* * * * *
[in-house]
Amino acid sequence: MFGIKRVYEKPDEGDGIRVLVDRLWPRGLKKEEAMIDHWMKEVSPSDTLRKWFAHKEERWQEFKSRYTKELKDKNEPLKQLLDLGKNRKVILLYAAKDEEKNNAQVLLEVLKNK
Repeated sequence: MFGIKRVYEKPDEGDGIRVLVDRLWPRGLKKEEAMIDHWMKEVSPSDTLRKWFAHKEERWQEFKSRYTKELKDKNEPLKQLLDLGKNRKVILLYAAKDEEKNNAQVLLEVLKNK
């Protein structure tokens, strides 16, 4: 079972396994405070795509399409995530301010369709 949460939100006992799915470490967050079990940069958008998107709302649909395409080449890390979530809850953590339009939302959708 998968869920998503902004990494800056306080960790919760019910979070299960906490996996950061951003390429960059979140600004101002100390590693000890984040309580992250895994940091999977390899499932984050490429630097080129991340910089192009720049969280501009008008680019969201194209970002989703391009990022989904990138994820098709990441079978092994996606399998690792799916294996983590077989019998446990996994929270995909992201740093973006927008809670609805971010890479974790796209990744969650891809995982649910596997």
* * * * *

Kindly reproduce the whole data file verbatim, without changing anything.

[in-house]
Amino acid sequence: MFGIKRVYEKPDEGDGIRVLVDRLWPRGLKKEEAMIDHWMKEVSPSDTLRKWFAHKEERWQEFKSRYTKELKDKNEPLKQLLDLGKNRKVILLYAAKDEEKNNAQVLLEVLKNK
Repeated sequence: MFGIKRVYEKPDEGDGIRVLVDRLWPRGLKKEEAMIDHWMKEVSPSDTLRKWFAHKEERWQEFKSRYTKELKDKNEPLKQLLDLGKNRKVILLYAAKDEEKNNAQVLLEVLKNK
């Protein structure tokens, strides 16, 4: 079972396994405070795509399409995530301010369709 949460939100006992799915470490967050079990940069958008998107709302649909395409080449890390979530809850953590339009939302959708 998968869920998503902004990494800056306080960790919760019910979070299960906490996996950061951003390429960059979140600004101002100390590693000890984040309580992250895994940091999977390899499932984050490429630097080129991340910089192009720049969280501009008008680019969201194209970002989703391009990022989904990138994820098709990441079978092994996606399998690792799916294996983590077989019998446990996994929270995909992201740093973006927008809670609805971010890479974790796209990744969650891809995982649910596997």